Winning the battle royal

Winning the battle royal

The scion of nobility in two countries, Maharaj Devraj Singh is returning to India to claim an inheritance he spent a decade fighting.

It was a royal battle that read like a fairy tale, with a young prince winning back his family inheritance from an evil uncle. After a nine-year legal battle, a court has granted Maharaj Devraj Singh his share of his father and grandmother’s estate.

Played out in the majestic city of Jaipur — the capital of historic Rajasthan — the case captivated high society not only in India but also in Thailand, because Maharaj Devraj Singh’s mother is a princess of the Thai royal family.

On learning of his victory, Mr Devraj said, “We are blessed by Goddess Lakshmi and Ganesha, [the elephant-headed Hindu god] who helped us to remove the obstacles.”


Speaking to Spectrum a week after the court win, Maharaj Devraj Singh, or Devraj Rangsit, looked relaxed in a white cotton shirt with an Indian motif. “I love the traditional Jaipur print,” said the 34-year-old, who is half-Thai, half-Indian.

His grandparents were the rulers of Jaipur before Indian independence, so Mr Devraj's ancestral home town is Isarda, a village of 10,000 people just outside the city. 

Although India is now a federal republic, people in Rajasthan still feel connected to royalty because cultural traditions remain strong. “People are happy every time I go there,” the young aristocrat said.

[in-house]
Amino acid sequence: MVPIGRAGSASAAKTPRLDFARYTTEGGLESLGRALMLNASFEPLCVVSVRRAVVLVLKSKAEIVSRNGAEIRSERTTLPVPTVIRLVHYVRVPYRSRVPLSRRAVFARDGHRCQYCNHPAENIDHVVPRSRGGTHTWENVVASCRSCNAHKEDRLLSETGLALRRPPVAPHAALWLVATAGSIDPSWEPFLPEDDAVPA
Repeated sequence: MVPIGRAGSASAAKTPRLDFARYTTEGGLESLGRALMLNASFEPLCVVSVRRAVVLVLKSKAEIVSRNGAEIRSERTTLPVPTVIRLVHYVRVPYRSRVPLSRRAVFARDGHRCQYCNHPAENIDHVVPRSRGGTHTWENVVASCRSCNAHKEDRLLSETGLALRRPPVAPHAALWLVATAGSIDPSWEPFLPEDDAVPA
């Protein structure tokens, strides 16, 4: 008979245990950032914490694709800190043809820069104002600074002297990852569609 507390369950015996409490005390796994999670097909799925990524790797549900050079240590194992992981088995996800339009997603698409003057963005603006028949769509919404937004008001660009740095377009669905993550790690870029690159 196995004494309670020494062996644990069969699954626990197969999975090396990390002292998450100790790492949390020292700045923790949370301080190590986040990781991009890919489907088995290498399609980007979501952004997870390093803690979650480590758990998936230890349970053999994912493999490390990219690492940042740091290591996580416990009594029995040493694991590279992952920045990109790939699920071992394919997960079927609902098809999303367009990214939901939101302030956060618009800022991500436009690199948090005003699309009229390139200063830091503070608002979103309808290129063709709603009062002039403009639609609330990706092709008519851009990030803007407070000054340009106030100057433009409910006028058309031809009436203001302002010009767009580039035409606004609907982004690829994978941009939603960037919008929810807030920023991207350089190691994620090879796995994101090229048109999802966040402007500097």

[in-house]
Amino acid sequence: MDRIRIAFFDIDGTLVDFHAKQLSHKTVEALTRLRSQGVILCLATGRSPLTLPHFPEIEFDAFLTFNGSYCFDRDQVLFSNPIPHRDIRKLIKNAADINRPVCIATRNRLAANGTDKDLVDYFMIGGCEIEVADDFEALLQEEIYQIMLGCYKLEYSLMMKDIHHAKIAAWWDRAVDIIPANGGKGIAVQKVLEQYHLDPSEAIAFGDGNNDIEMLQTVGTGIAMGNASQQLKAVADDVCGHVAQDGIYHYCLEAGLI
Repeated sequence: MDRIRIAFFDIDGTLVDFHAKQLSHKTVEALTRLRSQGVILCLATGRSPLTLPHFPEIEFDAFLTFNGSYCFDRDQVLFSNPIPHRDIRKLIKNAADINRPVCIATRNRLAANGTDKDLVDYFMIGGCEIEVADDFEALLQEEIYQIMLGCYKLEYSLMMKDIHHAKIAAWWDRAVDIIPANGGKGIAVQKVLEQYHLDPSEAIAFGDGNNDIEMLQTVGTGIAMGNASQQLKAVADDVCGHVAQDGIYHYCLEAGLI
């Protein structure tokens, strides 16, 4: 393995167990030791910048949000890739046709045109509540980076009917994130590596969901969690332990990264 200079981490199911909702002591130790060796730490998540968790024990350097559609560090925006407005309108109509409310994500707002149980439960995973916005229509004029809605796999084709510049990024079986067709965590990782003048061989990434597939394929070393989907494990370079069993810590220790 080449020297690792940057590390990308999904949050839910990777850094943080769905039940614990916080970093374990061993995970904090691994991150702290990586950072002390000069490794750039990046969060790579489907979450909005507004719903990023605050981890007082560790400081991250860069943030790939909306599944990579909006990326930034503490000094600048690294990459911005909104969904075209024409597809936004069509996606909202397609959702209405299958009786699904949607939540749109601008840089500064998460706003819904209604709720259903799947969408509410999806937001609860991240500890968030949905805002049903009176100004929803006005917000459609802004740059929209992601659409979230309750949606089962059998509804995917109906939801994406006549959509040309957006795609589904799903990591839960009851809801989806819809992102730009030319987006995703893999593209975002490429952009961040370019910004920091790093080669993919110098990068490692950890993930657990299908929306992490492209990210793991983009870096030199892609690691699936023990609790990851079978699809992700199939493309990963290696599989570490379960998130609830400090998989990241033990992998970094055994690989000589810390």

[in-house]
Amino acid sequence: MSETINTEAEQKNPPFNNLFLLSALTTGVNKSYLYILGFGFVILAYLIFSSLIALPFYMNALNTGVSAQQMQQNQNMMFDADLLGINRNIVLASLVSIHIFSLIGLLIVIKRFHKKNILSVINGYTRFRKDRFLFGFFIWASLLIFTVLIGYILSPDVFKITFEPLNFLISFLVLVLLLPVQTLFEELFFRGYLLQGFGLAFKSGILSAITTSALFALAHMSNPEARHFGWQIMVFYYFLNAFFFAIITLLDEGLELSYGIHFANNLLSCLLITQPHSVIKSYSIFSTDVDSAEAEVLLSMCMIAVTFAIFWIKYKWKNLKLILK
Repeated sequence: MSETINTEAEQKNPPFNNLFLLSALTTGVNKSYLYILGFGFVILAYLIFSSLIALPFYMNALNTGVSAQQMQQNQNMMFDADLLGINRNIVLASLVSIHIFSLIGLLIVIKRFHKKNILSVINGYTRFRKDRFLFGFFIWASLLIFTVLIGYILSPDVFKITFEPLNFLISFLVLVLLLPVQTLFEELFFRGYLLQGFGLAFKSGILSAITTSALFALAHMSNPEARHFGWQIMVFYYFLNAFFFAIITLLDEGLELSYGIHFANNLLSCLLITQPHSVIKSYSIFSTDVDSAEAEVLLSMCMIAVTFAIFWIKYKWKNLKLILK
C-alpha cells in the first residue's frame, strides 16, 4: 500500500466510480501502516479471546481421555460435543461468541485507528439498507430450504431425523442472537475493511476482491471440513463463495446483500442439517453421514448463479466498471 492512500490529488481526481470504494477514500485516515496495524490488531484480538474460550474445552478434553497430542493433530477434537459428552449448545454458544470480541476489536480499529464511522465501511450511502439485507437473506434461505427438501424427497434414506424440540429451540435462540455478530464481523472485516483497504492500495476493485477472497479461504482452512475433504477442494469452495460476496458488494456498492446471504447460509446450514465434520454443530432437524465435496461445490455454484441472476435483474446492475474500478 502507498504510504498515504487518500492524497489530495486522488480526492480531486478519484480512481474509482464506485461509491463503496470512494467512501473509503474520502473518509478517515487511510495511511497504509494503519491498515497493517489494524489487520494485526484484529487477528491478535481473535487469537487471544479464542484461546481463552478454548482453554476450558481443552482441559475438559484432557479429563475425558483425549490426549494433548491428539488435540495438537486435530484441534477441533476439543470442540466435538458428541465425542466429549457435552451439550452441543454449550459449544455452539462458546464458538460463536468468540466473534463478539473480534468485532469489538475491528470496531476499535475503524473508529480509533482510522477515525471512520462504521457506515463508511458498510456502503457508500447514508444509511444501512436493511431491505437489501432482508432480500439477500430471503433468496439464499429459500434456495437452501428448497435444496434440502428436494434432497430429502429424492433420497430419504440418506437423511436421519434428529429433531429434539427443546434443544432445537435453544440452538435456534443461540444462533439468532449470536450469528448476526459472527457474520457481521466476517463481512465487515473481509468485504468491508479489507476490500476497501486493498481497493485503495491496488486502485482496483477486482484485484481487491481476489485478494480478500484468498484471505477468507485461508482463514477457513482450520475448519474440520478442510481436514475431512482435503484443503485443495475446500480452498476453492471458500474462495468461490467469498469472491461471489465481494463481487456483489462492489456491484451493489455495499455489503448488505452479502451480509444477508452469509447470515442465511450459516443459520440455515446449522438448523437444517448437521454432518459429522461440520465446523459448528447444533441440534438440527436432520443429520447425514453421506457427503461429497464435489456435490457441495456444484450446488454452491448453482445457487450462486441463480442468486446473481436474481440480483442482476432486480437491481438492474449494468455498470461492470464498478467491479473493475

Once the business of the court case is finalised, Mr Devraj plans to return to Isarda and instigate development projects in the rural area.

For now, however, the young prince has another priority — taking over the inheritance Maharaj Jagat Singh, his father and the only son of Maharani Gayatri Devi and Maharaja Sawai Man Singh II of Jaipur, left for him and his sister, Rajkumari Lalitya Kumari, or Lalitya Rangsit.

On Sept 23, the Supreme Court of India upheld the Delhi High Court’s verdict in favour of Mr Devraj and his sister, allowing them to claim their shares in the Jai Mahal Palace Hotel, Rambagh Palace Hotel, Sawai Madhopur Lodge and SMS Investment Corporation. The shares Mr Devraj and Ms Lalitya were entitled to had been taken by their half-uncles, but the Supreme Court ordered they be returned as they are Gayatri Devi and Jagat Singh's legal heirs.

The first three businesses are luxurious heritage hotels in Jaipur, while SMS Investment organises weddings and seminars.

Mr Devraj declined to estimate the wealth he is entitled to inherit, but the Indian press has claimed his father’s family properties are worth about 25 billion rupees, or 13.5 billion baht.

“I really don’t know how much my inheritance is worth. So far, I have not seen a single rupee,” Mr Devraj said.

He soon will know, as he returns to India this week to follow up on the enforcement of the Supreme Court verdict.

“I should have been on the board of directors of the Jai Mahal and Rambagh hotels, but I’ve never received any benefits at all.” 


The legal battle royal to win the inheritance of one of India’s best-known historical figures became news across the continent.